Tony Montanaro has been with Sain for just [...]
This week was Engineers Week, a national recognition of the contribution of engineering professions sponsored by Discover E, a group dedicated to increasing K-12 and public understanding of engineering careers. “E-Week” serves as a time to celebrate how engineers make a difference in our world, increase public dialogue about the need for engineers and bring engineering to life for kids, educators and parents. This year, Sain showed our love for engineering with our own line-up of events and community outreach in Birmingham.
Engineering Outreach at Local High Schools
Throughout E-Week (and in the next two weeks), Sain staffers visited local area high schools to give a presentation to students about the importance of engineering. On Tuesday, Jake Balentine and Alicia Bailey visited Mountain Brook High School’s Engineering Academy where students were very interested in a previous project Sain completed within the city of Mountain Brook, the Cahaba Road Roundabout.
Later in the week on Friday, Darren Hamrick and Kyle Johnson visited Thompson High School in Alabaster. They spoke to students about the different types of engineering and what the path to become an engineer looks like. For example, most students didn’t know that they’d need four years of work experience under a licensed engineer and passing the PE exam before they could be licensed. They discussed some of the differences between being a high school student and a college engineering student.
In March, Nathan Currie and Luana Broshears will visit The Altamont School to give a presentation on what civil engineering is and the different subsets of civil engineering such as structural, hydraulics, geotechnical, environmental and transportation.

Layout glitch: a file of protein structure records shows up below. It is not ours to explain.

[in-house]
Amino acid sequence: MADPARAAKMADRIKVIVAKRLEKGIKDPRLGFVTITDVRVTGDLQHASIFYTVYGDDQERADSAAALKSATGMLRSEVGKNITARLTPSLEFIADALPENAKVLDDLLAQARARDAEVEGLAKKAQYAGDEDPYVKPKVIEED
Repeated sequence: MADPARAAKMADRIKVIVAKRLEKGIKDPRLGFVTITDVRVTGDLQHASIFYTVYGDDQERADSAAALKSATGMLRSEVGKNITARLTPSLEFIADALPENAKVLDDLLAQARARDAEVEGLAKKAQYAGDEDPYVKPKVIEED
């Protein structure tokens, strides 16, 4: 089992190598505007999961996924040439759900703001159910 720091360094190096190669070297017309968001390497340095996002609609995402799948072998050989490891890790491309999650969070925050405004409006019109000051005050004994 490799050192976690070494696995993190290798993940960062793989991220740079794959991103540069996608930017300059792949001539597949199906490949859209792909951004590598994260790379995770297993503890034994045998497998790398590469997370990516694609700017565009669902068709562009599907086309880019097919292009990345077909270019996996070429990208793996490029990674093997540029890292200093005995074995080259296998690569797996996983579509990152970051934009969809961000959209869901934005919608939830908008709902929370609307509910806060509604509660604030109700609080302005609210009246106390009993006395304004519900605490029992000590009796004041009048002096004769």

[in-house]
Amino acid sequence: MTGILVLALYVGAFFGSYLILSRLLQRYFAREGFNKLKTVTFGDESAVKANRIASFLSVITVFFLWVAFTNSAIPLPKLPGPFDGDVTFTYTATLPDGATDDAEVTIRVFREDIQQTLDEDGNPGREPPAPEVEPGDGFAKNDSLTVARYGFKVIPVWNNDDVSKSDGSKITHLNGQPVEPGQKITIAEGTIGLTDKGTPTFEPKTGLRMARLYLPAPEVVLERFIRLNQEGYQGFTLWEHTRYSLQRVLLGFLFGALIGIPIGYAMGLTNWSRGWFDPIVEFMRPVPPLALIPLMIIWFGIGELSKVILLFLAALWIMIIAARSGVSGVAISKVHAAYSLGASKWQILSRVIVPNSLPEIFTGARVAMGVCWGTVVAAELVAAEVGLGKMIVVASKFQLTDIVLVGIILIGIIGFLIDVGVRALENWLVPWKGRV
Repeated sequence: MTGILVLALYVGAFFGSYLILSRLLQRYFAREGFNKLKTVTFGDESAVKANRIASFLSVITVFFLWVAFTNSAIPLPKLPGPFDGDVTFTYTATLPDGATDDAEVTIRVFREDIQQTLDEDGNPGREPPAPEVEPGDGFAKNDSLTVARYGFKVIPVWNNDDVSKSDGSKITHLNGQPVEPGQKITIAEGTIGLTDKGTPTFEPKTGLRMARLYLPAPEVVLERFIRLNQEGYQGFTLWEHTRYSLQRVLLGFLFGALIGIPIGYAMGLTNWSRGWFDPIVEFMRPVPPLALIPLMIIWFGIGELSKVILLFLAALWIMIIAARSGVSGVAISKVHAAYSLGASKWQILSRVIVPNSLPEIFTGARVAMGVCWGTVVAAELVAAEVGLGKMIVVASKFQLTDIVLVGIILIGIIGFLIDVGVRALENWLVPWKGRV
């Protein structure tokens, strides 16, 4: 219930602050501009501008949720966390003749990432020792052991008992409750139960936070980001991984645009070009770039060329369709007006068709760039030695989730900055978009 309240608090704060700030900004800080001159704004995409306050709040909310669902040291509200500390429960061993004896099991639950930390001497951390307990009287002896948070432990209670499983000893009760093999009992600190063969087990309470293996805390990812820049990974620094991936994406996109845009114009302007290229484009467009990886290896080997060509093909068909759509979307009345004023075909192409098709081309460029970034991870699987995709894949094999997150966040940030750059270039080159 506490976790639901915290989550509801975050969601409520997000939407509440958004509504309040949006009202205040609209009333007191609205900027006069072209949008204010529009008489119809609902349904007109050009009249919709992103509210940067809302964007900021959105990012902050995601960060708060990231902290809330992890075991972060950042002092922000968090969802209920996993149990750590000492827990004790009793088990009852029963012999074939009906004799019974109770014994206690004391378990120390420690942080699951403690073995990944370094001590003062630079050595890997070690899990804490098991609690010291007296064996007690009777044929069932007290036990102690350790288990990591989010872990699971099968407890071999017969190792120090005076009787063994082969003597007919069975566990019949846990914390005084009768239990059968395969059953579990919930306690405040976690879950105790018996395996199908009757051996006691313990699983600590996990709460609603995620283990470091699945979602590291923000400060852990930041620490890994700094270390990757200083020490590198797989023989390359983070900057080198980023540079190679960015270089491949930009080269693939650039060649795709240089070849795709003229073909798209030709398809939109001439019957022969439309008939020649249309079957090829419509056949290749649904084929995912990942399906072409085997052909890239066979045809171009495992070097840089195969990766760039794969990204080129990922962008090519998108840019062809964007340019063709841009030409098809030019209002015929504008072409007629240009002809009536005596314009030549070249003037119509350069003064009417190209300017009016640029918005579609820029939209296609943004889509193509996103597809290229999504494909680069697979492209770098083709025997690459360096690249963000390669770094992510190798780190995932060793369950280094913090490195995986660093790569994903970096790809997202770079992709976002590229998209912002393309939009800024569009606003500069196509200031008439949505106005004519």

Engineering Showcase at McWane Science Center
Jennifer Brown and Tony Montanaro represented Sain Associates at the McWane Science Center on Wednesday. The McWane Center hosted an Engineering Showcase in honor of E-Week 2017. The event hosted engineers from many different fields, such a civil, mechanical, structural, and biomedical engineering. Children were able to see how engineers make a difference in our world at the fourth annual event. Experts in the field were available to meet and greet visitors and show them what it means to be an engineer in today’s world.
Jennifer and Tony interacted with a group of students, primarily fifth graders, using a mock interstate interchange that Tony made out of foam core board, wooden blocks, and rope. Students had the opportunity to think through how to get traffic moving in different directions. They used the rope to create different interchange ramp scenarios.
They also spoke with students about roundabouts and how they can help improve safety at intersections. They demonstrated how roundabouts work and allowed students to participate in the demonstration with matchbox cars.
The McWane Science Center Engineering Showcase was an excellent opportunity to celebrate E-Week and to get involved with the community. Jennifer said, “We are both looking forward to participating in this event next year, hopefully, we’ll have even more interactive stations.”
Girl Day at Sain
On Thursday our female engineering staff hosted a group of 13 girls and three faculty advisors from Shades Valley High School for our annual Introduce a Girl to Engineering Day event. This is the third year we have hosted a group for Girl Day and this one did not disappoint. We had a great group of students who listened attentively as Alicia Bailey, Luana Broshears, Jennifer Brown, and Becky White described their experiences as women engineers and planners. The students especially enjoyed a team building activity, and they participated with enthusiasm in a small group exercise designed to focus attention on four important aspects of roadway design: traffic operations, drainage, environmental impacts, and public involvement.
Looking Forward to Next Year
We had so much fun talking to students that we can’t wait for E-Week 2018. It was very encouraging to see so much enthusiasm for engineering from local students.